As I’m typing this, I am privileged to be celebrating over 20 years with my bride, and I’m fortunate to have a very happy marriage. I know there are so many things that go into a happy marriage, and I know that it takes both God’s grace and our willingness to cooperate with Him that ultimately creates and sustains a happy union. Life is sometimes hard, and when marriage gets difficult it’s easy to think there’s only one of two options available: 1) suffer through it or 2) get out of the marriage and have a chance at happiness. But there’s a third choice, and I believe it’s the best choice: Join God in making a happy marriage. By the way, to all the young, unmarried people out there, don’t think this message doesn’t apply to you. The habits and attitudes that you develop now will go into your marriage, so much more than you realize!
So flash back over twenty years and relive a scene with me: a much younger, thinner, and more arrogant version of me late one night in Washington DC talking to a stunning blonde about the nature of love. In the course of that conversation, I was surprised to hear this beautiful lady say that even though love is an emotion, she believes it is more of a decision or commitment. I knew at that moment that she was the woman for me. Shortly afterwards, I asked her father for his blessing and subsequently proposed. We have remained committed to each other since that time, and with God’s help will forever be happy in our mutual dedication.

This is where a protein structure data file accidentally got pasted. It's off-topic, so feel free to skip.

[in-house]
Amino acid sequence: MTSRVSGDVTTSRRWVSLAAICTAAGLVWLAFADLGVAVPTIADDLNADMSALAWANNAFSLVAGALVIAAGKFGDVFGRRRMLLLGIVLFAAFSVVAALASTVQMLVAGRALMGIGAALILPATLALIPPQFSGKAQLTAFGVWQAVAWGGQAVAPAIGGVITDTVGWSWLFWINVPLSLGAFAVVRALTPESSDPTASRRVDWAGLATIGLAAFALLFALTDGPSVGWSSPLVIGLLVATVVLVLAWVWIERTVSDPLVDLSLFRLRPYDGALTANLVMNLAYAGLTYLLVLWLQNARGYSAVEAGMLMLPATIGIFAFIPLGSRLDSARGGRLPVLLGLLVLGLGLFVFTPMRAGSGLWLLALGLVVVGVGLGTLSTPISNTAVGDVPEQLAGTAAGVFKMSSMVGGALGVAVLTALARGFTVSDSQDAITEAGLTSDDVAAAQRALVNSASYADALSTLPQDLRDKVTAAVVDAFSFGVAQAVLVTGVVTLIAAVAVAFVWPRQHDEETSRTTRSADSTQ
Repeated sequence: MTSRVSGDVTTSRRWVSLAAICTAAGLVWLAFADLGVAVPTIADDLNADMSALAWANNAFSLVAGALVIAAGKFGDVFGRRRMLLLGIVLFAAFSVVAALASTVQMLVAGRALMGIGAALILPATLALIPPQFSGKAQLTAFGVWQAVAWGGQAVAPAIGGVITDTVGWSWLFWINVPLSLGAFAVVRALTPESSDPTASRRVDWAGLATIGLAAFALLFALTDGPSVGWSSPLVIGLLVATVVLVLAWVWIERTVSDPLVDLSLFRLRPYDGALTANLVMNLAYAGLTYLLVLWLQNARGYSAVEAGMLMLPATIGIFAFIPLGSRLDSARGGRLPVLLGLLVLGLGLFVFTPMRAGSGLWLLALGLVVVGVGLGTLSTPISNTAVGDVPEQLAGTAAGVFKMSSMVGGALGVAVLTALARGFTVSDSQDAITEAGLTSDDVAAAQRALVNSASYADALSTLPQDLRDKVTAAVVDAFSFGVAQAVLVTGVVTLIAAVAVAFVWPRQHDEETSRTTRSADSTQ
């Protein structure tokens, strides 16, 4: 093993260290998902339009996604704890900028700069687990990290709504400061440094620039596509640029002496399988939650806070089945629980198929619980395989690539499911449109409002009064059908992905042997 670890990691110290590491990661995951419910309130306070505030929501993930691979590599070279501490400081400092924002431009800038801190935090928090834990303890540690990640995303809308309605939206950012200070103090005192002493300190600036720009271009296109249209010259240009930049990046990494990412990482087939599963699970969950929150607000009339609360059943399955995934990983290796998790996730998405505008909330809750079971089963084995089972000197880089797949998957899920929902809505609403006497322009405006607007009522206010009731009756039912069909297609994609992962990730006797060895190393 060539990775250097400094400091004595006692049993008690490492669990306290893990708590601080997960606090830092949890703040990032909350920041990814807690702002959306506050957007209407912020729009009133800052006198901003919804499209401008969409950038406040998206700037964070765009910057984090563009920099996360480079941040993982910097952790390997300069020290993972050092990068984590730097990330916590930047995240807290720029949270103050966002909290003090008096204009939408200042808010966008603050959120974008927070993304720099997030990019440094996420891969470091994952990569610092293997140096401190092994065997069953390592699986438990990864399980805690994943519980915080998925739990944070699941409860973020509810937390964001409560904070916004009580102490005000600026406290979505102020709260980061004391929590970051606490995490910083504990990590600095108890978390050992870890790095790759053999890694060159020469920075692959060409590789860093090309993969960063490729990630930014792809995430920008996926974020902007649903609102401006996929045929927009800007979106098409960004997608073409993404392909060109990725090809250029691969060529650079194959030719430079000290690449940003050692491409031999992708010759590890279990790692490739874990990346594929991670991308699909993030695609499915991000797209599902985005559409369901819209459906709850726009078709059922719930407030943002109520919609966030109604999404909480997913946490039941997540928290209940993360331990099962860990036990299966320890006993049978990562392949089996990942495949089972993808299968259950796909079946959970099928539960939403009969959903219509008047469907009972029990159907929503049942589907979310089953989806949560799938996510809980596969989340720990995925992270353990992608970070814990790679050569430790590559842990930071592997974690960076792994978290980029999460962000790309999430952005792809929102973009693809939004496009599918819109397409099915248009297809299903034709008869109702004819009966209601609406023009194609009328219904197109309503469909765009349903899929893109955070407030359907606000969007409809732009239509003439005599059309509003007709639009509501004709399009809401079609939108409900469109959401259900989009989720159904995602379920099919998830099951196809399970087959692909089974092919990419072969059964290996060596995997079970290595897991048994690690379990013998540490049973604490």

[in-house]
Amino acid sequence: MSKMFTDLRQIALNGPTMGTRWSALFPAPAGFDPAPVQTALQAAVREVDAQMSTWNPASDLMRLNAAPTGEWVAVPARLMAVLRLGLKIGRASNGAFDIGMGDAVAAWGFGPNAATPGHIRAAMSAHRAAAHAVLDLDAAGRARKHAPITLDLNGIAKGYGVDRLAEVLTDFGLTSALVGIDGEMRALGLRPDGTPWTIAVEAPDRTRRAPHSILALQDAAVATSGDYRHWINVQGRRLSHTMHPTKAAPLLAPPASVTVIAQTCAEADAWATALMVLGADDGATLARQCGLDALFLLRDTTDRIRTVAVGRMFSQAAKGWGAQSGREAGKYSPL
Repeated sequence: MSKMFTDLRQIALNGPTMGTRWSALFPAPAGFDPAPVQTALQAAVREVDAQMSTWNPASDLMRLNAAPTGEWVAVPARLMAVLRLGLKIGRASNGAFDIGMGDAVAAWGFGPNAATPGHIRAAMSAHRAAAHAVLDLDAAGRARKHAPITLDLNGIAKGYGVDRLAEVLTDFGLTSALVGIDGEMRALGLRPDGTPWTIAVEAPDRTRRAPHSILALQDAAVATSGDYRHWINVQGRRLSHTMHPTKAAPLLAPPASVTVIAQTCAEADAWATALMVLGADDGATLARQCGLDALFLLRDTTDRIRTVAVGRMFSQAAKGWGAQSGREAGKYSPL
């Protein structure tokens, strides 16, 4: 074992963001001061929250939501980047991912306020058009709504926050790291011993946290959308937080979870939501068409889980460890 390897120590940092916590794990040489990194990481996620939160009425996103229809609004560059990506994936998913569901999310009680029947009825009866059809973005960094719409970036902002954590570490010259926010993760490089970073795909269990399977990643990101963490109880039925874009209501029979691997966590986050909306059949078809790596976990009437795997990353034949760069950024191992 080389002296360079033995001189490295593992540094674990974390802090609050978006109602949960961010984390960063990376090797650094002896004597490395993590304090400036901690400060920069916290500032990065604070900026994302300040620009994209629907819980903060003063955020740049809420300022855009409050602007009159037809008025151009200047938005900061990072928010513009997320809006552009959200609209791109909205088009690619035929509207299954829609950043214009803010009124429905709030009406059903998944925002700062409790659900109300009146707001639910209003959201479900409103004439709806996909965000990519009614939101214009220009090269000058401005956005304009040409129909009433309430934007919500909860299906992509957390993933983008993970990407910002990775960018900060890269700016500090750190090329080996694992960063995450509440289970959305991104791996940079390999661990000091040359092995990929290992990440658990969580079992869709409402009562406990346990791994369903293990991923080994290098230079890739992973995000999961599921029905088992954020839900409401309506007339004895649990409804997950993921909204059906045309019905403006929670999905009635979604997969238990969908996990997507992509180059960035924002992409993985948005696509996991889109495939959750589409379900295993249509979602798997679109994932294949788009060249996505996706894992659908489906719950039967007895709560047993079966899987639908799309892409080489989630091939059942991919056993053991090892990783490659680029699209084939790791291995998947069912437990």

I emphasize “with God’s help”, because I know it takes more than just our will power. Our will is fickle and often just not enough. We are, each of us, capable of doing the most wicked things, and our culture encourages selfish pleasure-seeking that leads down the wrong path. I was saddened to read about a billboard that encouraged marital infidelity.
Compare this to Proverbs 7:
With persuasive words she led him astray; she seduced him with her smooth talk.
All at once he followed her like an ox going to the slaughter,
like a deer stepping into a noose till an arrow pierces his liver,
like a bird darting into a snare, little knowing it will cost him his life.
Now then, my sons, listen to me; pay attention to what I say.
Do not let your heart turn to her ways or stray into her paths.
Many are the victims she has brought down; her slain are a mighty throng.
Her house is a highway to the grave, leading down to the chambers of death.
God’s Word is very serious about marriage. Sadly, I heard a statistic on the radio the other day that over 50% of Christian marriages end in divorce, and that caused to me to wonder how many are staying miserable in marriage. We need to fight for happy marriages… not perfect marriages, but ones filled with love and joy. As a consultant, I’ve worked with many different organizations, and I point out the very hard-to-implement fact that healthy businesses, just like healthy people, acknowledge the issues, discuss the issues and work to resolve the highest priority issues. Every person, every marriage and every organization has issues, but the only way to get healthy is to address the issues in an appropriate, collaborative manner.